Scottish charities to share £7m Big Lottery Fund grants

Child Bereavement UK, Richmonds Hope and The Prince & Princess of Wales Hospice are just some of the charities set to receive money to help children deal with the death of parents and other family members. Picture: Contributed

Child Bereavement UK, Richmonds Hope and The Prince & Princess of Wales Hospice are just some of the charities set to receive money to help children deal with the death of parents and other family members. Picture: Contributed

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Dozens of Scottish charities are to share more than £7 million in Big Lottery Fund grants to help bereaved and disadvantaged young people.

Child Bereavement UK, Richmond’s Hope and The Prince & Princess of Wales Hospice will benefit from a total of about £1 million to help children deal with the death of parents and other family members.

The money will see The Prince & Princess of Wales Hospice extend its Butterfly Children’s & Young Person’s Bereavement Service for three years to deliver counselling and support.

In total, 26 charities across Scotland will receive money from the Big Lottery Fund, including the Venture Trust in Edinburgh which works with young people who have been homeless or in care.

Y Sort-It in West Dunbartonshire, Girvan Youth Trust and Access to Industry, based in Falkirk, will also receive funding to extend its work with young people.

Sarco in Glasgow and St David’s Bradbury Centre in Midlothian will also benefit from grants to extend services for veterans and elderly people.

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The Prince and Princess of Wales Hospice is to receive just under £500,000 to continue work helping families like Daisy, Poppy and Noah Miles who lost their father David after he was diagnosed with lung cancer at the age of 52.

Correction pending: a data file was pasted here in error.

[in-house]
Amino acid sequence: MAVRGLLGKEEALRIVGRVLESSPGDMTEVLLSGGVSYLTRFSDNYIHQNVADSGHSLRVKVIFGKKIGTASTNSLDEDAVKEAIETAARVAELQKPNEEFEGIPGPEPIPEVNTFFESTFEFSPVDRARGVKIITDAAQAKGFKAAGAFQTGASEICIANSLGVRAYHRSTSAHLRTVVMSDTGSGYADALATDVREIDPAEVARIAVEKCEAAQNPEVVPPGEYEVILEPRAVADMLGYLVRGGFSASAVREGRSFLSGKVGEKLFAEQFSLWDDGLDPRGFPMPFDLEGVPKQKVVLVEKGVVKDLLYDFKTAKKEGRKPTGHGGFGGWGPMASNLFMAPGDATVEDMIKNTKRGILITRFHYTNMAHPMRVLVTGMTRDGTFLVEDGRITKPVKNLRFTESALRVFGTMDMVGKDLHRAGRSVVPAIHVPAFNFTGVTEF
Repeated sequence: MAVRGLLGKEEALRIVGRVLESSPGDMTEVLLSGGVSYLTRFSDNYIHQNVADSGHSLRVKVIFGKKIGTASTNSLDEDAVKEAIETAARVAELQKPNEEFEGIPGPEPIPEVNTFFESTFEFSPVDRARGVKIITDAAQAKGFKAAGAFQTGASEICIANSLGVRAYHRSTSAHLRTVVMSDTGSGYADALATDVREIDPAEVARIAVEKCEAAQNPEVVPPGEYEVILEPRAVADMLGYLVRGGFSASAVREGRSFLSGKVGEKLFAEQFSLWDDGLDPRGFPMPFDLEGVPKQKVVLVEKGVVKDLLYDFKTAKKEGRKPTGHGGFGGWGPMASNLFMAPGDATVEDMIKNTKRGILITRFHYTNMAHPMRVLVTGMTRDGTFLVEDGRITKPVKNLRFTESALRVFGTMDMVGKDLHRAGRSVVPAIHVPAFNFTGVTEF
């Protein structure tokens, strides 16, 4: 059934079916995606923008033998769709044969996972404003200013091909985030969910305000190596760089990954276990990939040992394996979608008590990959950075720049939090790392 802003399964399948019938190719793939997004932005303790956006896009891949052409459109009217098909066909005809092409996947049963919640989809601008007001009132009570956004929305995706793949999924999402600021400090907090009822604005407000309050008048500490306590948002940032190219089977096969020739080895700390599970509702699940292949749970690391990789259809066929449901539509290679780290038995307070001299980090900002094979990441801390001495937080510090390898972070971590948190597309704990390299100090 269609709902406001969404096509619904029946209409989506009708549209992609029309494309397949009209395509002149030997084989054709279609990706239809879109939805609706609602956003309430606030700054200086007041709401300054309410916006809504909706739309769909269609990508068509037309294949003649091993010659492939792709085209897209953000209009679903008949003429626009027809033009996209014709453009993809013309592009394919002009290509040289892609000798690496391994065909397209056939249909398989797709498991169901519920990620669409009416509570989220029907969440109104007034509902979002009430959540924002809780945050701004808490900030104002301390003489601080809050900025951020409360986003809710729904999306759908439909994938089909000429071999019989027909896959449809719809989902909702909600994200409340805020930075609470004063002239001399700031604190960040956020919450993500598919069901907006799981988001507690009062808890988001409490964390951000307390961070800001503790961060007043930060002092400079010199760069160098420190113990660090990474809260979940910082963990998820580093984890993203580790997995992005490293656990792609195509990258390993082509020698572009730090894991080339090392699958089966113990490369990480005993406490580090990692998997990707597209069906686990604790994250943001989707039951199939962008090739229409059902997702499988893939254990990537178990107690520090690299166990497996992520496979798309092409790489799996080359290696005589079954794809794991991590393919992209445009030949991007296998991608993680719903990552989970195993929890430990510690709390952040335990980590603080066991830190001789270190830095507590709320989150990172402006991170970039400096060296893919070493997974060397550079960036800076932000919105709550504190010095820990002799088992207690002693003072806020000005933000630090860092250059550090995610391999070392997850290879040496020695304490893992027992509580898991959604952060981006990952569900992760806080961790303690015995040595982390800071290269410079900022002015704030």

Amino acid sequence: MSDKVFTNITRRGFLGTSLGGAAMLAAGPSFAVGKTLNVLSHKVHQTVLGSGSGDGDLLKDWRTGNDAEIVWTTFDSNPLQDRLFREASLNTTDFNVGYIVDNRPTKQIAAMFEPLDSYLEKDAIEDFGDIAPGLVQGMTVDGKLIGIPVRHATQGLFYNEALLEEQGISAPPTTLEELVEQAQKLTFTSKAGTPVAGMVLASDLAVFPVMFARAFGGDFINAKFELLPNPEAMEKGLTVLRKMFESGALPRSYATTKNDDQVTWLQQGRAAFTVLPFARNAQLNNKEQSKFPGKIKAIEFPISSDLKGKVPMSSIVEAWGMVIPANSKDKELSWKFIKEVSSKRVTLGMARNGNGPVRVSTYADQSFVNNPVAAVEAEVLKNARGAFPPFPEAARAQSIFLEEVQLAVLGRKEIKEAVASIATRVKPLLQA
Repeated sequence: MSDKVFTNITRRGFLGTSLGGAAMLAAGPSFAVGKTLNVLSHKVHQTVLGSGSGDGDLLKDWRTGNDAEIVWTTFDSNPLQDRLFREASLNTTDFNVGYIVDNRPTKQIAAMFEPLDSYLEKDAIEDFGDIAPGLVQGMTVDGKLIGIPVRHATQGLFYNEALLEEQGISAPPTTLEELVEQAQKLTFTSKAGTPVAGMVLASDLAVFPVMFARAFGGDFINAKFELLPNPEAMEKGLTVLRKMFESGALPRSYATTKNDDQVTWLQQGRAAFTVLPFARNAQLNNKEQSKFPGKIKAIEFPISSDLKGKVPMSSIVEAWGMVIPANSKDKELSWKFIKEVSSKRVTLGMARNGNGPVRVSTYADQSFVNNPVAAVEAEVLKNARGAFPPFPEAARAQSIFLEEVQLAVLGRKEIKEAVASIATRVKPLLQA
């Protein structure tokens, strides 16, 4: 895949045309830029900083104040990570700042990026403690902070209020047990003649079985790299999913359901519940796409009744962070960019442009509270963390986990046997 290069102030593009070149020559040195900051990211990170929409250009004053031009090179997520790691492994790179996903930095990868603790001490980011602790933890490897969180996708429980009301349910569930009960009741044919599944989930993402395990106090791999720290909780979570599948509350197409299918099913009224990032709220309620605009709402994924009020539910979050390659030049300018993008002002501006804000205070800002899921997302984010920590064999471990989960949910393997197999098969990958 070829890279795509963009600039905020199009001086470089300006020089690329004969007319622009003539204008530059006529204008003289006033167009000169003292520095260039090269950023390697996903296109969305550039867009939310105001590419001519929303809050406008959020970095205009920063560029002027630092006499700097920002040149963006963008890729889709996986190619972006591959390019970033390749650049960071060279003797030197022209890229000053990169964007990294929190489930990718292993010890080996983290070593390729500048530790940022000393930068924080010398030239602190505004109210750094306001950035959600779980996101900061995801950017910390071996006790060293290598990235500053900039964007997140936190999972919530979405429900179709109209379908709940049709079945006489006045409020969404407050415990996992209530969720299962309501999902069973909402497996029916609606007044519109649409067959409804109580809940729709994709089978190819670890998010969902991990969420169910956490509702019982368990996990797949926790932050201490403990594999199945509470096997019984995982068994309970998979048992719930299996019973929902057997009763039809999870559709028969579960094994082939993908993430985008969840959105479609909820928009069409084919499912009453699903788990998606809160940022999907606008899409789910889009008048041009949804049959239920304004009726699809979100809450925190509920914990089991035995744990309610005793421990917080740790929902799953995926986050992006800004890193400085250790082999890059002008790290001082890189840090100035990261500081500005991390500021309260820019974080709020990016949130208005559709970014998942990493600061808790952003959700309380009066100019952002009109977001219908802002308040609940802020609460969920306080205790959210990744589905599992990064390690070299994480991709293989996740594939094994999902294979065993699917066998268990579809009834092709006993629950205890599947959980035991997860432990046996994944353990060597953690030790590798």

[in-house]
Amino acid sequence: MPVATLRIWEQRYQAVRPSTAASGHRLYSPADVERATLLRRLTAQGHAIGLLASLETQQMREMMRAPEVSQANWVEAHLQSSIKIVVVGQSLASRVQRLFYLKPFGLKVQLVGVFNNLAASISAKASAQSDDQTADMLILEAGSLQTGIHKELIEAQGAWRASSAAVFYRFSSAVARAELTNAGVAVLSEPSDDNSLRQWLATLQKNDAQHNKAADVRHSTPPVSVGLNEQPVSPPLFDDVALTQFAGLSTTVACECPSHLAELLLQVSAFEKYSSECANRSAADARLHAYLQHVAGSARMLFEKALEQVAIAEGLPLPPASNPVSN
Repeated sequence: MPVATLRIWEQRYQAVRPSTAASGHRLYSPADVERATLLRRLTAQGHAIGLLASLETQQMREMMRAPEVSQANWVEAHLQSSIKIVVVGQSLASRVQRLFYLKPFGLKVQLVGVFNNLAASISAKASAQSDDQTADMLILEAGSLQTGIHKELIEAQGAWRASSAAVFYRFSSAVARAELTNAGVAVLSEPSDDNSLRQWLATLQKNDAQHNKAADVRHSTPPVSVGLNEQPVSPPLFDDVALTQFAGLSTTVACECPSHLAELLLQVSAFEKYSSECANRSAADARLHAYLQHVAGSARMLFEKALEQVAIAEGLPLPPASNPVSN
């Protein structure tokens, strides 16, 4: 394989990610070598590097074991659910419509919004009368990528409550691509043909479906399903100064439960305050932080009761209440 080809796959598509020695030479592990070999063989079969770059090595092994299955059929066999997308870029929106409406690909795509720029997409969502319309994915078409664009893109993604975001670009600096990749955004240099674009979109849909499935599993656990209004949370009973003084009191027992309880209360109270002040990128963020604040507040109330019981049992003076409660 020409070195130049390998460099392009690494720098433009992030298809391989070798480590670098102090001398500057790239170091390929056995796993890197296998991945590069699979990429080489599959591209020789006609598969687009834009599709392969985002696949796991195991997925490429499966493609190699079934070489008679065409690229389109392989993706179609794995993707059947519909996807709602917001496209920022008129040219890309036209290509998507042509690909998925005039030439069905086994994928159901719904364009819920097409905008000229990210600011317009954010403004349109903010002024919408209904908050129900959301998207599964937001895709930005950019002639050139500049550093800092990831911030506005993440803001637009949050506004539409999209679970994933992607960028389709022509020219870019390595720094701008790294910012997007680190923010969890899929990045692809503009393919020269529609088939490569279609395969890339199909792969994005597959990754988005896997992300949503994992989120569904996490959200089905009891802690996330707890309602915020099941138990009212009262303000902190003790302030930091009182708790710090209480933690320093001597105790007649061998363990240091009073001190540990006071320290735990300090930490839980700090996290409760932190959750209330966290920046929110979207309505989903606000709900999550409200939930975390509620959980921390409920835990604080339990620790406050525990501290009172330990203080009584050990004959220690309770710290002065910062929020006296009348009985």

Daisy, 17, said: “For me the big thing was just being able to speak about it. I learned to laugh about the good times we had. I definitely felt I needed help to do that.

“The way they did it in a safe environment, being able to speak about it was great. I’m so glad I went to the Butterfly Service. I’d recommend it to anyone. They really deserve to get the extra funding.”

The charity’s chief executive Rhona Baillie said: “So far, the specialist bereavement care and support programme has helped to support 300 children and young people from as young as two years old, up to the age of 21 who have been affected by a terminal illness or the death of someone close.

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“This generous cash boost means the project can extend outside Glasgow to East Renfrewshire and South Lanarkshire, offering a helping hand to hopefully another 300 young people who are experiencing particularly challenging times in their lives.”

Maureen McGinn, Big Lottery Fund Scotland chair, said: “Today’s awards are going to 26 inspiring organisations doing all they can to support people across Scotland facing challenging circumstances.

“These grants are part of our new five-year £250 million funding scheme, designed to support people overcome difficulties and become more resilient.”

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